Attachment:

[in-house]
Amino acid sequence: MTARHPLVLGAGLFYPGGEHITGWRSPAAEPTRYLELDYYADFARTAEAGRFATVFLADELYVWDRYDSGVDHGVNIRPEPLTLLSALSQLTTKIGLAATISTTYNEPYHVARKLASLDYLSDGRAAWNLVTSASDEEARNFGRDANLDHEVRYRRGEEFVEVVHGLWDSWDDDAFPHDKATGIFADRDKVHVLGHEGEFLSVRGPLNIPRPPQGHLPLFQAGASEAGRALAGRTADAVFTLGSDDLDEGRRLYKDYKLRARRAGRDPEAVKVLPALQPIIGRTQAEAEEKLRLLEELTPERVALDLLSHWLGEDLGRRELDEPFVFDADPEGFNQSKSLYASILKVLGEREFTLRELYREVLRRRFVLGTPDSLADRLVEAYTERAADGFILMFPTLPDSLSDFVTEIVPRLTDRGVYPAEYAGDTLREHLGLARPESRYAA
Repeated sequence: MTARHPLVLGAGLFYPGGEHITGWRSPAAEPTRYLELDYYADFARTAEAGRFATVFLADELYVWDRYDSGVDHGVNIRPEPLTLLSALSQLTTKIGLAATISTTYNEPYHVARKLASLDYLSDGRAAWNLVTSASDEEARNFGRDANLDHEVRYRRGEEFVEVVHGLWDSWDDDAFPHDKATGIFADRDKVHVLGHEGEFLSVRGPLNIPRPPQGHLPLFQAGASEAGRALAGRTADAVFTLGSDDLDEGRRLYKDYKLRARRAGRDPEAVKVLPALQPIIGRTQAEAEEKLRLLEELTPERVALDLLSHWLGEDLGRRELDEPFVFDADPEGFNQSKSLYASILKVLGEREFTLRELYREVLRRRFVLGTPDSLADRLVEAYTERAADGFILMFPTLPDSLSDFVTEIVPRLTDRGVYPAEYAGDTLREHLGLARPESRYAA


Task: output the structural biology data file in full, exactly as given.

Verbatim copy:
[in-house]
Amino acid sequence: MTARHPLVLGAGLFYPGGEHITGWRSPAAEPTRYLELDYYADFARTAEAGRFATVFLADELYVWDRYDSGVDHGVNIRPEPLTLLSALSQLTTKIGLAATISTTYNEPYHVARKLASLDYLSDGRAAWNLVTSASDEEARNFGRDANLDHEVRYRRGEEFVEVVHGLWDSWDDDAFPHDKATGIFADRDKVHVLGHEGEFLSVRGPLNIPRPPQGHLPLFQAGASEAGRALAGRTADAVFTLGSDDLDEGRRLYKDYKLRARRAGRDPEAVKVLPALQPIIGRTQAEAEEKLRLLEELTPERVALDLLSHWLGEDLGRRELDEPFVFDADPEGFNQSKSLYASILKVLGEREFTLRELYREVLRRRFVLGTPDSLADRLVEAYTERAADGFILMFPTLPDSLSDFVTEIVPRLTDRGVYPAEYAGDTLREHLGLARPESRYAA
Repeated sequence: MTARHPLVLGAGLFYPGGEHITGWRSPAAEPTRYLELDYYADFARTAEAGRFATVFLADELYVWDRYDSGVDHGVNIRPEPLTLLSALSQLTTKIGLAATISTTYNEPYHVARKLASLDYLSDGRAAWNLVTSASDEEARNFGRDANLDHEVRYRRGEEFVEVVHGLWDSWDDDAFPHDKATGIFADRDKVHVLGHEGEFLSVRGPLNIPRPPQGHLPLFQAGASEAGRALAGRTADAVFTLGSDDLDEGRRLYKDYKLRARRAGRDPEAVKVLPALQPIIGRTQAEAEEKLRLLEELTPERVALDLLSHWLGEDLGRRELDEPFVFDADPEGFNQSKSLYASILKVLGEREFTLRELYREVLRRRFVLGTPDSLADRLVEAYTERAADGFILMFPTLPDSLSDFVTEIVPRLTDRGVYPAEYAGDTLREHLGLARPESRYAA